Morudu family finally finds closure through TRC
The freedom enjoyed by South Africans today came as a result of the sacrifices made by many political activists such as Moss Morudu, a “young lion” who was dedicated to fighting for his country’s liberation. As some of other young comrades who fought in the struggle, the unfortunate 22-year–old Moss was one of those who did not see the fruits of freedom they fought for.
In line with the Truth and Reconciliation Commission’s (TRC) recommendations, the Morudu family, with assistance from the TRC unit within the Department of Justice and Constitutional Development, finally found closure through a spiritual repatriation of their beloved Moss Morudu.
The ceremony which took place on 25 October 2013, started with the Morudu family visiting Kaallagte Farm, outside Pretoria, the place where Moss is believed to have spent his last days. The family was then taken to Kgomo-Kgomo Village where a ritual to collect his spirit was performed and finally proceeded to Isivivane, at Freedom Park, where his spirit was then laid to rest.
According to the TRC, this kind of spiritual repatriation ceremony is performed in instances where the remains of the victim could not be found. In Moss Morudu’s case, the National Prosecuting Authority’s Missing Persons Task Team (MPTT), having conducted a thorough investigation into the whereabouts of the remains of Moss concluded that no remains could be recovered. It was therefore fitting to give closure to family through a spiritual repatriation.
Addressing the audience at the formal proceedings at Freedom Park, Deputy Minister John Jeffery said Comrade Moss was only 22 years old when his promising life was cut short by brutal forces of the previous inhuman and immoral system. “Former student activists from Mamelodi Township in Pretoria were recruited into Umkhonto we Sizwe (MK) unit, consisting of Jabu Masina, Ting Ting Masango, Neo Potsane, Joseph Makhura and others during 1986 and were active in numerous MK operations between April and June 1986”, said the deputy minister.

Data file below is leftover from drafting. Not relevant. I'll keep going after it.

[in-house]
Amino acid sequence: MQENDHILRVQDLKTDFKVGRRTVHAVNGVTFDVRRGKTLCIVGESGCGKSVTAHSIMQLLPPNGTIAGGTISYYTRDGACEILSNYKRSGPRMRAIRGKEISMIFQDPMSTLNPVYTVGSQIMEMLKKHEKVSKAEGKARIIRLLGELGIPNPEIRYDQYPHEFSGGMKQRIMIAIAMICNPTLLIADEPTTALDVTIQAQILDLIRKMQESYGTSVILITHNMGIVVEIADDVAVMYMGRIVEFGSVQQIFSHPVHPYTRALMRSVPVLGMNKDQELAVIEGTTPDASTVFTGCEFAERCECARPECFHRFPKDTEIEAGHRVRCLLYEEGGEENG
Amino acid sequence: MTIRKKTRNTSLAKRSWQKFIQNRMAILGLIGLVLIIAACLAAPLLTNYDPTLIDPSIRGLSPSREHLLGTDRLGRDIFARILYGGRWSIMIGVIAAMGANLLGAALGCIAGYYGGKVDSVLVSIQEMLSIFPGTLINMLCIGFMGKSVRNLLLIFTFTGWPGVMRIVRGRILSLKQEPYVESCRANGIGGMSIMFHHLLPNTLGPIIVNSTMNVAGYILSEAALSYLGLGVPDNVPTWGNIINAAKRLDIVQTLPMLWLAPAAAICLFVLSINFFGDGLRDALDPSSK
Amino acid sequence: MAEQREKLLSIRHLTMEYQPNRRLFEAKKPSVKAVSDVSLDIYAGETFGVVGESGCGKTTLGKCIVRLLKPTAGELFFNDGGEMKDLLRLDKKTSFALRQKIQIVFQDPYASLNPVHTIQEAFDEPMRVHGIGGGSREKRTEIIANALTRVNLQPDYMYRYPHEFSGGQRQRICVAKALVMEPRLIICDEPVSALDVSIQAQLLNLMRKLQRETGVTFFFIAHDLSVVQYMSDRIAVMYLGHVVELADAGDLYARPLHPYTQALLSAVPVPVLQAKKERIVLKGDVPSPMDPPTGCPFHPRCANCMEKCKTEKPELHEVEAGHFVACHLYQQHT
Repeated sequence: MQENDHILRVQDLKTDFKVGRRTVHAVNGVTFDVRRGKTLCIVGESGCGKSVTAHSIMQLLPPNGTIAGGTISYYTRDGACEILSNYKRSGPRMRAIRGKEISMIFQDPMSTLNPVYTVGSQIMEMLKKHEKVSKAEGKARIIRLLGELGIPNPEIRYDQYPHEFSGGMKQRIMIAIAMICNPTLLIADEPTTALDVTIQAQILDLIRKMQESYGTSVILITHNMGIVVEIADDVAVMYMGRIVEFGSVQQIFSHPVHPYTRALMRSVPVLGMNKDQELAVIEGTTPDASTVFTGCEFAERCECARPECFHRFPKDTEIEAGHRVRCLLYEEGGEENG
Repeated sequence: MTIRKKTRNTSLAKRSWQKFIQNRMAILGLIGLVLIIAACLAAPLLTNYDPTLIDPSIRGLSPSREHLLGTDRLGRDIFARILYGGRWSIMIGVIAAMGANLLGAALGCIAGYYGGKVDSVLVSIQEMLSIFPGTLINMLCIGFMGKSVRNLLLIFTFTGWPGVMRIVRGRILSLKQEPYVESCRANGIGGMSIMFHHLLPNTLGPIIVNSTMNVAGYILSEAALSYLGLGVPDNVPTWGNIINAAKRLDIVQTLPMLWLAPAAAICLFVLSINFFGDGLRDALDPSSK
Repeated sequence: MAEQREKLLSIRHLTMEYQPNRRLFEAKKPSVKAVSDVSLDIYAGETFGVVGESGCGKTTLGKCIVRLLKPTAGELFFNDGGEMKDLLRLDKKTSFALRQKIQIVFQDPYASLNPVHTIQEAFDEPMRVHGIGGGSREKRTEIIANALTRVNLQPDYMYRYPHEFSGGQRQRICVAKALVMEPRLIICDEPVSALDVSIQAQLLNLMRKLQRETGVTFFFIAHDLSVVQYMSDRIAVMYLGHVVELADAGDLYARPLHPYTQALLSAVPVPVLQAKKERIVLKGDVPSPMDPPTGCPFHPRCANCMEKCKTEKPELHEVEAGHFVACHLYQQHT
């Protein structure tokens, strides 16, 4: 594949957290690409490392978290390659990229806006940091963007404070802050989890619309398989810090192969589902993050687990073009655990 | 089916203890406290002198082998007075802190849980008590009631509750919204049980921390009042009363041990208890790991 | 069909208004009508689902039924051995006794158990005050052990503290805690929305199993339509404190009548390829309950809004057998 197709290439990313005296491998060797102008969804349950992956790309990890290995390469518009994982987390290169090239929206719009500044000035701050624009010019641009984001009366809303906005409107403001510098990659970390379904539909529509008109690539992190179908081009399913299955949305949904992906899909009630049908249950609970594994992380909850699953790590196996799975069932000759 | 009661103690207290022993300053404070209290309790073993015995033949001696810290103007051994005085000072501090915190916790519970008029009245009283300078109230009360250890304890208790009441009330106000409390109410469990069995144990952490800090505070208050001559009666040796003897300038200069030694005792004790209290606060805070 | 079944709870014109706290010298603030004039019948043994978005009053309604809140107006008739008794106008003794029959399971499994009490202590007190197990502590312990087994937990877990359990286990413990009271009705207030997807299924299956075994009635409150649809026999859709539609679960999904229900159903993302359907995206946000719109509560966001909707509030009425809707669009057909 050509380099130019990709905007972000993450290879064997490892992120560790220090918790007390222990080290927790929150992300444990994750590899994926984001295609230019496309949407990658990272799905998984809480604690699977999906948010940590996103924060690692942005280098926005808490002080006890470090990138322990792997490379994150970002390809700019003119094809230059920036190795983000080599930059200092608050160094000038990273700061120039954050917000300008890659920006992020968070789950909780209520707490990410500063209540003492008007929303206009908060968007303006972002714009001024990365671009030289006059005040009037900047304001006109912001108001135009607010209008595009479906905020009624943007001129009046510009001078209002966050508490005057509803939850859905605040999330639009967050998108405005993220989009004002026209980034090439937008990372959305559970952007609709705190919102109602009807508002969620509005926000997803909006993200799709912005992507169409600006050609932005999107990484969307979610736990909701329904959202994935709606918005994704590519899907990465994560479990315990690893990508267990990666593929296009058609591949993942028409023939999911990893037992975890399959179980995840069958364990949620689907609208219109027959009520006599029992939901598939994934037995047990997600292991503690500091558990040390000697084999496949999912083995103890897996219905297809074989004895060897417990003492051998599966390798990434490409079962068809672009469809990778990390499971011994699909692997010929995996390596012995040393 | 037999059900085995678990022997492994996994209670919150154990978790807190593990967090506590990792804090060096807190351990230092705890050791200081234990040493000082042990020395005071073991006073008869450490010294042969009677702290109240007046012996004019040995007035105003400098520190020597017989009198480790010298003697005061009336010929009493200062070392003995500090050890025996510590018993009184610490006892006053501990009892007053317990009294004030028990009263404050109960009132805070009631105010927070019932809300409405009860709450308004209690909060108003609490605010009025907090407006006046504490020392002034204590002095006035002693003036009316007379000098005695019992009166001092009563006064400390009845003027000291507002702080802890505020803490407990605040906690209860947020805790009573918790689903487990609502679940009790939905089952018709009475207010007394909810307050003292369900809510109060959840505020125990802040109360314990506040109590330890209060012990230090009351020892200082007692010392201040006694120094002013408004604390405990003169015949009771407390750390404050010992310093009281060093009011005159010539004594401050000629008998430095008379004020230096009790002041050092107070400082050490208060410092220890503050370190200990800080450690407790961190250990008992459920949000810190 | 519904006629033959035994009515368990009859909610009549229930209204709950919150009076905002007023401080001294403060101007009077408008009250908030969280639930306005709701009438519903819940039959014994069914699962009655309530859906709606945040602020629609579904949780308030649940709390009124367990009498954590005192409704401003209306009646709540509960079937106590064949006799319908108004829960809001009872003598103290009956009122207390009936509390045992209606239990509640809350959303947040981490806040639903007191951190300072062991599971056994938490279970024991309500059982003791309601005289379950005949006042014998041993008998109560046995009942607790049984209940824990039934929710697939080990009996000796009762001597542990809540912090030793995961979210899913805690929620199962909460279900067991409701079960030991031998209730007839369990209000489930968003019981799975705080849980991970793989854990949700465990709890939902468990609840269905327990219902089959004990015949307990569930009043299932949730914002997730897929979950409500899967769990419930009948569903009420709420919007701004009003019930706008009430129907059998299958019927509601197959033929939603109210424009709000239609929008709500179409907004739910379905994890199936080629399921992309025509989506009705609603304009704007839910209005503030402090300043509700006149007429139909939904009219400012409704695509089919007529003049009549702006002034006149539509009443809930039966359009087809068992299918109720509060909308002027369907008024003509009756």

According to Mr Jeffery, Moss’s story is not about the activists who paid a high price for the freedom of his people, but also a story of a loving parent who never stopped looking for her child. “In 1996 the family became aware of the rumour that TRC was in position of amnesty application relating to Moss Morudu’s disappearance. His mother, Ms Helen Morudu began attending every public hearing in Gauteng areas with the hope that she will hear the fate of her child”, the deputy minister said.
Moss’s sister, Ms Yvonne Morudu said Moss was the fourth child in the family. “He left us in 1987 after saying that he was going to exile only to realise that he did not even leave the country. We went through the TRC because some people asked for reconciliation while others did not. What we can do now as a family is to forgive but we will not forget what our brother had gone through. We are happy that we got closure although we cannot get the remains of his body,” said Yvonne.
She further explained that imagining what Moss must have felt like in his last minutes was a painful experience for the entire family. “He died a very lonely death. I actually feel that he was killed like an animal,” concluded Yvonne.
By Mokgethwa Ngoepe and Benson Ntlatleng
06 November 2013